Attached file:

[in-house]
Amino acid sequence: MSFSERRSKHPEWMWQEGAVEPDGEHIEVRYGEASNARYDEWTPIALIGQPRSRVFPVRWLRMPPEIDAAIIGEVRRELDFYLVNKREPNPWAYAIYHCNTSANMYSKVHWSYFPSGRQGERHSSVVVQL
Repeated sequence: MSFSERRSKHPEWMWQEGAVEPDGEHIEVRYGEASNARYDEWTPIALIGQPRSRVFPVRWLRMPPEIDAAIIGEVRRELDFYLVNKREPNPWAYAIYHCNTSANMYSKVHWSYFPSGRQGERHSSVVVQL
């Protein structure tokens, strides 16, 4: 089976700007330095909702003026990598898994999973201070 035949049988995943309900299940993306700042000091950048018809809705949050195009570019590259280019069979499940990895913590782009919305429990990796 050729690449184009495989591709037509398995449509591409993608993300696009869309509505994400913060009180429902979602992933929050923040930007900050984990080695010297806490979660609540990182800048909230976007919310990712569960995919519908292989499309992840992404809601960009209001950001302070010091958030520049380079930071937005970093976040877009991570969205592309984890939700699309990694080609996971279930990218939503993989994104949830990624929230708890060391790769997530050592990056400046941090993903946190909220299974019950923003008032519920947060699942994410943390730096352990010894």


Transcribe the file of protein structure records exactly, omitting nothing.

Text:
[in-house]
Amino acid sequence: MSFSERRSKHPEWMWQEGAVEPDGEHIEVRYGEASNARYDEWTPIALIGQPRSRVFPVRWLRMPPEIDAAIIGEVRRELDFYLVNKREPNPWAYAIYHCNTSANMYSKVHWSYFPSGRQGERHSSVVVQL
Repeated sequence: MSFSERRSKHPEWMWQEGAVEPDGEHIEVRYGEASNARYDEWTPIALIGQPRSRVFPVRWLRMPPEIDAAIIGEVRRELDFYLVNKREPNPWAYAIYHCNTSANMYSKVHWSYFPSGRQGERHSSVVVQL
């Protein structure tokens, strides 16, 4: 089976700007330095909702003026990598898994999973201070 035949049988995943309900299940993306700042000091950048018809809705949050195009570019590259280019069979499940990895913590782009919305429990990796 050729690449184009495989591709037509398995449509591409993608993300696009869309509505994400913060009180429902979602992933929050923040930007900050984990080695010297806490979660609540990182800048909230976007919310990712569960995919519908292989499309992840992404809601960009209001950001302070010091958030520049380079930071937005970093976040877009991570969205592309984890939700699309990694080609996971279930990218939503993989994104949830990624929230708890060391790769997530050592990056400046941090993903946190909220299974019950923003008032519920947060699942994410943390730096352990010894």